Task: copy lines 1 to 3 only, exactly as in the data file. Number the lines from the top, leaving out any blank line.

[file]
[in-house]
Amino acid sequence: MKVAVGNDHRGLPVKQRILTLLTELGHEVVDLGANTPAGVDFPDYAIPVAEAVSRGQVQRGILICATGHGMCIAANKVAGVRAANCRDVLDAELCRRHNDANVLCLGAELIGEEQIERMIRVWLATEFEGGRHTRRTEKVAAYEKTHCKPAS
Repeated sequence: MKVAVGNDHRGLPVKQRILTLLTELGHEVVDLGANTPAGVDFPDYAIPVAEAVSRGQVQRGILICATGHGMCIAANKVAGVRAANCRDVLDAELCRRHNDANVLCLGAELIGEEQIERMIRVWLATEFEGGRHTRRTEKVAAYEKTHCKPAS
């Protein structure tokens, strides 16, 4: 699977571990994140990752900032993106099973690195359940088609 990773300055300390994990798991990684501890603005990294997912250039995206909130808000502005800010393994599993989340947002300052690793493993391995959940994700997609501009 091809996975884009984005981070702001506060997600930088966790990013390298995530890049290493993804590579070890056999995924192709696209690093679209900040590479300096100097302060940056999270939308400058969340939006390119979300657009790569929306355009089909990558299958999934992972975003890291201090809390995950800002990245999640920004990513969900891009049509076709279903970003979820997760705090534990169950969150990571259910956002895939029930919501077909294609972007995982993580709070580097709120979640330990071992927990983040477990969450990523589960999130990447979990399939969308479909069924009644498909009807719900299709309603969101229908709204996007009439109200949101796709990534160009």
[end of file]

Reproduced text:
[in-house]
Amino acid sequence: MKVAVGNDHRGLPVKQRILTLLTELGHEVVDLGANTPAGVDFPDYAIPVAEAVSRGQVQRGILICATGHGMCIAANKVAGVRAANCRDVLDAELCRRHNDANVLCLGAELIGEEQIERMIRVWLATEFEGGRHTRRTEKVAAYEKTHCKPAS
Repeated sequence: MKVAVGNDHRGLPVKQRILTLLTELGHEVVDLGANTPAGVDFPDYAIPVAEAVSRGQVQRGILICATGHGMCIAANKVAGVRAANCRDVLDAELCRRHNDANVLCLGAELIGEEQIERMIRVWLATEFEGGRHTRRTEKVAAYEKTHCKPAS